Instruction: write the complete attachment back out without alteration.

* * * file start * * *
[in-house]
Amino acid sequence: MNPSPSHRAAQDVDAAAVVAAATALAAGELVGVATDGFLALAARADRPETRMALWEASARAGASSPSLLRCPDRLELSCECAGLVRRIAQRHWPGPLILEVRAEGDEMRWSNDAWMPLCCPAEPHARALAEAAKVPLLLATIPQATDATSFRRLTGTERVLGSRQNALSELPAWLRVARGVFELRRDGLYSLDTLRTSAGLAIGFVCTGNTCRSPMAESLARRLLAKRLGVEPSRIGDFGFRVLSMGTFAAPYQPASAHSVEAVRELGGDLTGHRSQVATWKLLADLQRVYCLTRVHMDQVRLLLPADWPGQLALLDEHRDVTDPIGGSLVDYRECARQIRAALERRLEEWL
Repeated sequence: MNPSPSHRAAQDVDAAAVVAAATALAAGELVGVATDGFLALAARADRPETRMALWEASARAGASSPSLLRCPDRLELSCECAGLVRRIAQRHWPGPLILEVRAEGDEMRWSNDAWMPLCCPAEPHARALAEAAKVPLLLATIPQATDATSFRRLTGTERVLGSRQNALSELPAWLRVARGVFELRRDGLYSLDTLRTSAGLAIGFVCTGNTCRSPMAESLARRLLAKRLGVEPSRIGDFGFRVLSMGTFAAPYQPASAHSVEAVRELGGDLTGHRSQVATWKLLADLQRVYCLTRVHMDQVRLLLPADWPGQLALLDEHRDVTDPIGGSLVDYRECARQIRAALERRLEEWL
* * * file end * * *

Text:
[in-house]
Amino acid sequence: MNPSPSHRAAQDVDAAAVVAAATALAAGELVGVATDGFLALAARADRPETRMALWEASARAGASSPSLLRCPDRLELSCECAGLVRRIAQRHWPGPLILEVRAEGDEMRWSNDAWMPLCCPAEPHARALAEAAKVPLLLATIPQATDATSFRRLTGTERVLGSRQNALSELPAWLRVARGVFELRRDGLYSLDTLRTSAGLAIGFVCTGNTCRSPMAESLARRLLAKRLGVEPSRIGDFGFRVLSMGTFAAPYQPASAHSVEAVRELGGDLTGHRSQVATWKLLADLQRVYCLTRVHMDQVRLLLPADWPGQLALLDEHRDVTDPIGGSLVDYRECARQIRAALERRLEEWL
Repeated sequence: MNPSPSHRAAQDVDAAAVVAAATALAAGELVGVATDGFLALAARADRPETRMALWEASARAGASSPSLLRCPDRLELSCECAGLVRRIAQRHWPGPLILEVRAEGDEMRWSNDAWMPLCCPAEPHARALAEAAKVPLLLATIPQATDATSFRRLTGTERVLGSRQNALSELPAWLRVARGVFELRRDGLYSLDTLRTSAGLAIGFVCTGNTCRSPMAESLARRLLAKRLGVEPSRIGDFGFRVLSMGTFAAPYQPASAHSVEAVRELGGDLTGHRSQVATWKLLADLQRVYCLTRVHMDQVRLLLPADWPGQLALLDEHRDVTDPIGGSLVDYRECARQIRAALERRLEEWL